“Shaking Off” Wet Hands in a Public Restroom? Think Again
Picture this: you’ve just washed your hands in a public restroom and have to decide between drying with a hand dryer or paper towels. Which is the superior hygienic option? Time and time again, research has shown both are good methods to achieve clean, dry hands. But that’s the key—your hands need to be dry. Shaking the water off or wiping your hands on your clothing won’t get the job done, making these unhygienic choices greatly increases the risk for spreading bacteria and other germs. In this blog, we provide the evidence to help you “shake off” the notion that these methods work.
The Importance of Drying
We use our hands to touch everything—cell phones, keyboards, faucets, doorknobs and more. Between each of those touchpoints, we also touch our faces an average of 16 times per hour, giving any germs we’ve picked up easy access into our body through our eyes, nose and mouth. But this germ transfer can be greatly reduced with proper hand hygiene.
In fact, handwashing is so vital to public health that the Centers for Disease Control and Prevention (CDC) compares it to a “do-it-yourself vaccine.” The agency emphasizes the role of hand drying in this process, stating, “Germs spread more easily when hands are wet, so make sure to dry your hands completely, whatever method you use.”
To support this assertion by the CDC, research from the University of Auckland, New Zealand, also found dry hands result in a 99% reduction in the level of bacteria transmission when compared to wet hands. To put this another way, wet hands are 1,000 times more likely to transfer bacteria, so your hands are never fully clean until they are clean and dry.
The Study of Studies
Hundreds of studies have been funded to determine the hygienic benefits of various hand drying methods, but not all studies are created equal. In 2020, University of Arizona researchers published a review of the available material.
“Some of the top-ranking articles in our Google search were white papers authored or sponsored by paper companies,” said Dr. Kelly Reynolds, the Director of the University’s Environment, Exposure Science & Risk Assessment Center. “Additionally, media reports frequently used sensationalized headlines. While such headlines may increase traffic, they sometimes overgeneralize or exaggerate research results. Consumers may only read the headlines which can influence public opinion toward biased or erroneous conclusions.”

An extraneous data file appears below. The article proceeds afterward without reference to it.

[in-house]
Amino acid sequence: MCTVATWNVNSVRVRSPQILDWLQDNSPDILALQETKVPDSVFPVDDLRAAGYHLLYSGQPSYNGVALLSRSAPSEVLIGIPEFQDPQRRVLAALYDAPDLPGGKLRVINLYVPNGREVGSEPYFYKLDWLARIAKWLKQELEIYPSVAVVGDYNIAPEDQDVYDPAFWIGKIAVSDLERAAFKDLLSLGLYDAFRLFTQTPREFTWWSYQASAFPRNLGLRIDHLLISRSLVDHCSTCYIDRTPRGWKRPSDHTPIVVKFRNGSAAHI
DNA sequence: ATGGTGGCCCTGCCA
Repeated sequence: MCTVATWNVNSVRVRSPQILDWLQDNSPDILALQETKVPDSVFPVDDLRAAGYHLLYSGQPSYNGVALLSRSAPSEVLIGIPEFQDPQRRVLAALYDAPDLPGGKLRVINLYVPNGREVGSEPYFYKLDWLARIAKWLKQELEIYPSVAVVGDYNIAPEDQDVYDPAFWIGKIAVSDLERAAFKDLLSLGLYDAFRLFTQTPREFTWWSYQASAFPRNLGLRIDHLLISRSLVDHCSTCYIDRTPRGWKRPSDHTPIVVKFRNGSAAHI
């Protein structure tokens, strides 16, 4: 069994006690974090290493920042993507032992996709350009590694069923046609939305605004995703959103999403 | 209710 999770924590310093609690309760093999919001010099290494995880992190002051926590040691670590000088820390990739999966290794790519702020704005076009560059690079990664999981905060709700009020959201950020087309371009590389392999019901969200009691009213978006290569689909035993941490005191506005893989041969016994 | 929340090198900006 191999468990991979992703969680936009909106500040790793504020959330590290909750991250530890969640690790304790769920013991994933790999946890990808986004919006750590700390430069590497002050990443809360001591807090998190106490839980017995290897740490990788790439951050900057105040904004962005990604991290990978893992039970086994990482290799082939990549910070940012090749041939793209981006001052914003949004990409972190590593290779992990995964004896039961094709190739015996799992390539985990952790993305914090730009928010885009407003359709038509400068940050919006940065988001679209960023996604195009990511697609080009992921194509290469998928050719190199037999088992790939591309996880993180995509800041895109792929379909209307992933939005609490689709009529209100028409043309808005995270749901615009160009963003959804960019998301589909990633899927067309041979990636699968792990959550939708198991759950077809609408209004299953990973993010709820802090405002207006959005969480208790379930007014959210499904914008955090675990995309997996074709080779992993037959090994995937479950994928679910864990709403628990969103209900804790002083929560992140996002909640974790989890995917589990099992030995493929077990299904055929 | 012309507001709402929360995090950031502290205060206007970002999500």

Dr. Reynolds and her team culled the data, including published studies, news reports and online content, seeking to uncover which hand drying method—hand dryers or paper towels—is more hygienic and safer relative to human infection risks.
“From a health and safety perspective, we found no empirical data to support one hand-drying method [hand dryers vs paper towels] over another,” said Dr. Reynolds.
While dry hands are critical to hygiene, it’s important to note that you should never dry your hands on your clothes. Chances are, your clothes aren’t completely clean and it could contaminate your hands and lessen the benefits of hand washing. It’s like washing with a used paper towel.
Providing Trusted Hand Hygiene
Excel Dryer’s line of sensor-activated, touchless hand dryers have long been trusted to achieve proper hand hygiene by retail stores, airports, restaurants, schools, hospitals, stadiums and countless other facilities. For an added level of hygienic protection, HEPA filtration is available on each of our models (it comes standard on the XLERATORsync®). When equipped with HEPA filtration systems, XLERATOR® Hand Dryers remove 99.999% of viruses and 99.97% of potentially present bacteria at 0.3 microns from the airstream, as evidenced by independent testing from LMS Technologies.
Next time you’re in a restroom, we hope you think twice about “shaking off” your wet hands! Please contact us to learn more about how our line of hand dryers can help keep you (and your hands) more hygienic.